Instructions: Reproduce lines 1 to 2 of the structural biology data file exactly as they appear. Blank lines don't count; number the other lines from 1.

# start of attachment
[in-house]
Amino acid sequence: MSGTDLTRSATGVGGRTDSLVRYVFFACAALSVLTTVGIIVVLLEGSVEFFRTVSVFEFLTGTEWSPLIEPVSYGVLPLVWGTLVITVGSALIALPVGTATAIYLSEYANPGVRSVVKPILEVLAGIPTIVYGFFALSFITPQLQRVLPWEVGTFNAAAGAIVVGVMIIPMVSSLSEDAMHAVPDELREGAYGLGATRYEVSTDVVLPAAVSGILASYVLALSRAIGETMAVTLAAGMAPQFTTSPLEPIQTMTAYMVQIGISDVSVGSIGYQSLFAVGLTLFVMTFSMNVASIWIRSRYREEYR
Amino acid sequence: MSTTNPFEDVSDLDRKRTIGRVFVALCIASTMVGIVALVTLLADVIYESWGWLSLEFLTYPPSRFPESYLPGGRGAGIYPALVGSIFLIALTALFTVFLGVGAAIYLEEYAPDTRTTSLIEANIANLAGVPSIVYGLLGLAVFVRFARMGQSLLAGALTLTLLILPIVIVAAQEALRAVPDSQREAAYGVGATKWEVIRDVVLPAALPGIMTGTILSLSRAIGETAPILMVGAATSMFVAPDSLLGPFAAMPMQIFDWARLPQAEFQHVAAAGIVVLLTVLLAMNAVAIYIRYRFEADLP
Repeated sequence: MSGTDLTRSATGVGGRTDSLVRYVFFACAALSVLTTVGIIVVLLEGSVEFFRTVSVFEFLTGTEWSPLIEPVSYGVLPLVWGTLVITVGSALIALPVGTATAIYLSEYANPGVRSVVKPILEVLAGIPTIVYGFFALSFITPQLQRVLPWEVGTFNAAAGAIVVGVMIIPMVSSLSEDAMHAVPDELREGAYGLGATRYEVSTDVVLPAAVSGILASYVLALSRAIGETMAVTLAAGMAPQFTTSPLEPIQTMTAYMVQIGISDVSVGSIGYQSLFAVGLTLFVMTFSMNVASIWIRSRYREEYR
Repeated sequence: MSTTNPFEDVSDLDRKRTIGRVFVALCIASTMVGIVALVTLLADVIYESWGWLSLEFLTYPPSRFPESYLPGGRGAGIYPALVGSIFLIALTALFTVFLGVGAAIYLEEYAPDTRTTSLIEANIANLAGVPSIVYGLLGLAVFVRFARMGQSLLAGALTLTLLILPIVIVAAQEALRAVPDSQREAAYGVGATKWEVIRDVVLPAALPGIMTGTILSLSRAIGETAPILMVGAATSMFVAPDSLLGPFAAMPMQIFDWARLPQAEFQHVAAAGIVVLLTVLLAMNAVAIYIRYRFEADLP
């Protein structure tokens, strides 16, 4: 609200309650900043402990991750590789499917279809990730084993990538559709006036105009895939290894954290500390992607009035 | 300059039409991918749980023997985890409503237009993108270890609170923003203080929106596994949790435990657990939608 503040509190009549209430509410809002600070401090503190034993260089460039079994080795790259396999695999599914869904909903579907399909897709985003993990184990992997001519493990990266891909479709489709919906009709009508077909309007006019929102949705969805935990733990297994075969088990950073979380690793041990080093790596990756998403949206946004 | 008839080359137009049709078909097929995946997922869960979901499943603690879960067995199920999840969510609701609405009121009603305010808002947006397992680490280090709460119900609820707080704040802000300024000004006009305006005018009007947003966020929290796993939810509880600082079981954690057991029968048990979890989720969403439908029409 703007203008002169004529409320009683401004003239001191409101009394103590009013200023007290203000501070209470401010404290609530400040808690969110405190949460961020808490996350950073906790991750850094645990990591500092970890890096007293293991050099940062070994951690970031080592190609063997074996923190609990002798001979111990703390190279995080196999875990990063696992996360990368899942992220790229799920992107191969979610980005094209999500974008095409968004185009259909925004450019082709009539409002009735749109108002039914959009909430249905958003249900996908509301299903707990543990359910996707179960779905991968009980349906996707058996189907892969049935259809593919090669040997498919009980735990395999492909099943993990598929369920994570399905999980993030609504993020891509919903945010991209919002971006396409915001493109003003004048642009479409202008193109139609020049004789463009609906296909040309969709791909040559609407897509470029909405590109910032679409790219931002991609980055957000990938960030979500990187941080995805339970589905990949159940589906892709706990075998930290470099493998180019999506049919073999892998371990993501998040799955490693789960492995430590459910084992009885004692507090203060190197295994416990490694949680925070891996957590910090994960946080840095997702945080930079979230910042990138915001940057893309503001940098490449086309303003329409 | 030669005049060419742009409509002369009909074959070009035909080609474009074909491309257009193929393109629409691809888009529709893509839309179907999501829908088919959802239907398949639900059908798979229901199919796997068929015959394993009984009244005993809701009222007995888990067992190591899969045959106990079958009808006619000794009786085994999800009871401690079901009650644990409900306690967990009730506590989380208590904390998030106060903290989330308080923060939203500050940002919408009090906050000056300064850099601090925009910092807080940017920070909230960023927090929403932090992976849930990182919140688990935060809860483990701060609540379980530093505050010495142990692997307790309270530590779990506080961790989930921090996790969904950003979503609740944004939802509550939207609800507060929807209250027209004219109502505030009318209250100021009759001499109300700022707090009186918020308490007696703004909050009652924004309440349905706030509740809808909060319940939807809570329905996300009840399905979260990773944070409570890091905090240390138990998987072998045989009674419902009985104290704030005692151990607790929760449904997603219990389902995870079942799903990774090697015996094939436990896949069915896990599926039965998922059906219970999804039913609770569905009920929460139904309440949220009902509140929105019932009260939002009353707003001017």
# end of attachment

[in-house]
Amino acid sequence: MSGTDLTRSATGVGGRTDSLVRYVFFACAALSVLTTVGIIVVLLEGSVEFFRTVSVFEFLTGTEWSPLIEPVSYGVLPLVWGTLVITVGSALIALPVGTATAIYLSEYANPGVRSVVKPILEVLAGIPTIVYGFFALSFITPQLQRVLPWEVGTFNAAAGAIVVGVMIIPMVSSLSEDAMHAVPDELREGAYGLGATRYEVSTDVVLPAAVSGILASYVLALSRAIGETMAVTLAAGMAPQFTTSPLEPIQTMTAYMVQIGISDVSVGSIGYQSLFAVGLTLFVMTFSMNVASIWIRSRYREEYR